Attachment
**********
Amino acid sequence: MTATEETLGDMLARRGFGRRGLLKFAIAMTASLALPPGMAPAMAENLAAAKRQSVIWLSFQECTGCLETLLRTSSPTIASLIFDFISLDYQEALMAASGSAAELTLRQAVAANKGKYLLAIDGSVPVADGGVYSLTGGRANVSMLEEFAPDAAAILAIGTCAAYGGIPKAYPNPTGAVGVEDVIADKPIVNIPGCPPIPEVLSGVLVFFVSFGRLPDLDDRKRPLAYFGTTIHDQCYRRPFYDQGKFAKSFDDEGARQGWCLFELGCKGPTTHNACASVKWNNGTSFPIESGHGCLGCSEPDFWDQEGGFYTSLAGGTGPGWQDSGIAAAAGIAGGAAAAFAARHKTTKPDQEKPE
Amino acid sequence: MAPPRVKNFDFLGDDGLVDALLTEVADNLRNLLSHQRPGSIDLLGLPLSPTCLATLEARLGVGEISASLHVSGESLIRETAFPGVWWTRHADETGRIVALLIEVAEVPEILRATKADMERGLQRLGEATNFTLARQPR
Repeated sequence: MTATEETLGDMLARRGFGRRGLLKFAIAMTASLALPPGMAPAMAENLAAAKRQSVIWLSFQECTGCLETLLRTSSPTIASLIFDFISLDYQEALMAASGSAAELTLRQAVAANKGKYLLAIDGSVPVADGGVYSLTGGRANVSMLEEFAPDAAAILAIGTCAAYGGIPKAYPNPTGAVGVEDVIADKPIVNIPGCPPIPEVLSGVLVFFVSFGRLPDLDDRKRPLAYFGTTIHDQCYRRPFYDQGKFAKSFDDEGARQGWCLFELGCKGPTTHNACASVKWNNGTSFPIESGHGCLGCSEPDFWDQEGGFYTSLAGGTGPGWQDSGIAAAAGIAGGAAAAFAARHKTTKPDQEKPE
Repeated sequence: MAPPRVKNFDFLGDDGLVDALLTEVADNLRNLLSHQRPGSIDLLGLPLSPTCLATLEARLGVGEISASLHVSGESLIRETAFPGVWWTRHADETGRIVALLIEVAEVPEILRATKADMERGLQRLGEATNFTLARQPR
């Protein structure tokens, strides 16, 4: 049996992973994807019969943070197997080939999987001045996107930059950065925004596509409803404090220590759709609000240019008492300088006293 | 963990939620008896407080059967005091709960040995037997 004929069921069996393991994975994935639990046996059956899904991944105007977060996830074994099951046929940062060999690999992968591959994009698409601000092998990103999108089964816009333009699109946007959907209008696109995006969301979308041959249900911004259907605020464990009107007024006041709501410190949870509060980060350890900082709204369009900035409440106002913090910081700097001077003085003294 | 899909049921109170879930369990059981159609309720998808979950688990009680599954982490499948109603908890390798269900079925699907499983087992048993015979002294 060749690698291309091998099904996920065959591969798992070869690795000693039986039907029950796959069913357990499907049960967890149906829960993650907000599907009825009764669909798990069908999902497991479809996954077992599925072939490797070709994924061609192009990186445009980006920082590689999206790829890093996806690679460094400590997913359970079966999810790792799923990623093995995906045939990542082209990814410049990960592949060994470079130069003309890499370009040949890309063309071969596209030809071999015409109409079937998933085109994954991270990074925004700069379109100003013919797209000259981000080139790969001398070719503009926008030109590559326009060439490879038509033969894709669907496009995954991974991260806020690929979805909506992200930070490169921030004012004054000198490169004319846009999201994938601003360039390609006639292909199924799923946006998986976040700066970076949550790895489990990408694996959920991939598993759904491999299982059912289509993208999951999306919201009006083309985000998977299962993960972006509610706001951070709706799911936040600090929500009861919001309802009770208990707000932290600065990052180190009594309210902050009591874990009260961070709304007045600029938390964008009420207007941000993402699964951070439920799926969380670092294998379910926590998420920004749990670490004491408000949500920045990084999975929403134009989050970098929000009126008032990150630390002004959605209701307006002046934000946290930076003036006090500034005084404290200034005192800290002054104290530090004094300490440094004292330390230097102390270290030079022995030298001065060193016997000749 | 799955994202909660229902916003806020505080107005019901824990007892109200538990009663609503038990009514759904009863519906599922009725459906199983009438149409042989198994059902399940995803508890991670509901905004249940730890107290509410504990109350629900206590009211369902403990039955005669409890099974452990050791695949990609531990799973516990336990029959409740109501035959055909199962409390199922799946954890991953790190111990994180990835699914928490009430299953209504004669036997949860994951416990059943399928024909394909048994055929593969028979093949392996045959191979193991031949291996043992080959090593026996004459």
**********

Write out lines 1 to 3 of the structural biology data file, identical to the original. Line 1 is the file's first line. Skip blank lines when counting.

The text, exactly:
Amino acid sequence: MTATEETLGDMLARRGFGRRGLLKFAIAMTASLALPPGMAPAMAENLAAAKRQSVIWLSFQECTGCLETLLRTSSPTIASLIFDFISLDYQEALMAASGSAAELTLRQAVAANKGKYLLAIDGSVPVADGGVYSLTGGRANVSMLEEFAPDAAAILAIGTCAAYGGIPKAYPNPTGAVGVEDVIADKPIVNIPGCPPIPEVLSGVLVFFVSFGRLPDLDDRKRPLAYFGTTIHDQCYRRPFYDQGKFAKSFDDEGARQGWCLFELGCKGPTTHNACASVKWNNGTSFPIESGHGCLGCSEPDFWDQEGGFYTSLAGGTGPGWQDSGIAAAAGIAGGAAAAFAARHKTTKPDQEKPE
Amino acid sequence: MAPPRVKNFDFLGDDGLVDALLTEVADNLRNLLSHQRPGSIDLLGLPLSPTCLATLEARLGVGEISASLHVSGESLIRETAFPGVWWTRHADETGRIVALLIEVAEVPEILRATKADMERGLQRLGEATNFTLARQPR
Repeated sequence: MTATEETLGDMLARRGFGRRGLLKFAIAMTASLALPPGMAPAMAENLAAAKRQSVIWLSFQECTGCLETLLRTSSPTIASLIFDFISLDYQEALMAASGSAAELTLRQAVAANKGKYLLAIDGSVPVADGGVYSLTGGRANVSMLEEFAPDAAAILAIGTCAAYGGIPKAYPNPTGAVGVEDVIADKPIVNIPGCPPIPEVLSGVLVFFVSFGRLPDLDDRKRPLAYFGTTIHDQCYRRPFYDQGKFAKSFDDEGARQGWCLFELGCKGPTTHNACASVKWNNGTSFPIESGHGCLGCSEPDFWDQEGGFYTSLAGGTGPGWQDSGIAAAAGIAGGAAAAFAARHKTTKPDQEKPE